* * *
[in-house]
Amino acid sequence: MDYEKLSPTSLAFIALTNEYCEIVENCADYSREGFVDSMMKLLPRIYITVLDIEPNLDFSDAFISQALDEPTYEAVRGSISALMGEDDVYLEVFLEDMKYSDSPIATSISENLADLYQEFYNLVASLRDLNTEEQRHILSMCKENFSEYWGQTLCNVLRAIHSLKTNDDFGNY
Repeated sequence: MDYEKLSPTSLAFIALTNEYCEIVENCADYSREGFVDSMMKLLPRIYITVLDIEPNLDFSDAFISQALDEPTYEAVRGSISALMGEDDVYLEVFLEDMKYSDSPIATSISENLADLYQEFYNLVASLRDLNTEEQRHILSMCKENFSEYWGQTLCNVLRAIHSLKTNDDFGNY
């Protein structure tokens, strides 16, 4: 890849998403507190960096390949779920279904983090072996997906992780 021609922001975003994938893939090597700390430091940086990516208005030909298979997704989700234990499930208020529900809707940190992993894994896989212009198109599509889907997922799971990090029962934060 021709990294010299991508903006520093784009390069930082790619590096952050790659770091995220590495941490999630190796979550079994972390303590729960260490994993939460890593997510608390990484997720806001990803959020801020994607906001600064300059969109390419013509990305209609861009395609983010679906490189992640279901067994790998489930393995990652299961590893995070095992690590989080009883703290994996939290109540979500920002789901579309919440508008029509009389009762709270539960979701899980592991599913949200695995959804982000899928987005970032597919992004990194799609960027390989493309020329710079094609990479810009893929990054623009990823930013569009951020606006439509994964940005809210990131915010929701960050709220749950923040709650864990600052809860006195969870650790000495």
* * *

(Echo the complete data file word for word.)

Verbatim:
[in-house]
Amino acid sequence: MDYEKLSPTSLAFIALTNEYCEIVENCADYSREGFVDSMMKLLPRIYITVLDIEPNLDFSDAFISQALDEPTYEAVRGSISALMGEDDVYLEVFLEDMKYSDSPIATSISENLADLYQEFYNLVASLRDLNTEEQRHILSMCKENFSEYWGQTLCNVLRAIHSLKTNDDFGNY
Repeated sequence: MDYEKLSPTSLAFIALTNEYCEIVENCADYSREGFVDSMMKLLPRIYITVLDIEPNLDFSDAFISQALDEPTYEAVRGSISALMGEDDVYLEVFLEDMKYSDSPIATSISENLADLYQEFYNLVASLRDLNTEEQRHILSMCKENFSEYWGQTLCNVLRAIHSLKTNDDFGNY
């Protein structure tokens, strides 16, 4: 890849998403507190960096390949779920279904983090072996997906992780 021609922001975003994938893939090597700390430091940086990516208005030909298979997704989700234990499930208020529900809707940190992993894994896989212009198109599509889907997922799971990090029962934060 021709990294010299991508903006520093784009390069930082790619590096952050790659770091995220590495941490999630190796979550079994972390303590729960260490994993939460890593997510608390990484997720806001990803959020801020994607906001600064300059969109390419013509990305209609861009395609983010679906490189992640279901067994790998489930393995990652299961590893995070095992690590989080009883703290994996939290109540979500920002789901579309919440508008029509009389009762709270539960979701899980592991599913949200695995959804982000899928987005970032597919992004990194799609960027390989493309020329710079094609990479810009893929990054623009990823930013569009951020606006439509994964940005809210990131915010929701960050709220749950923040709650864990600052809860006195969870650790000495």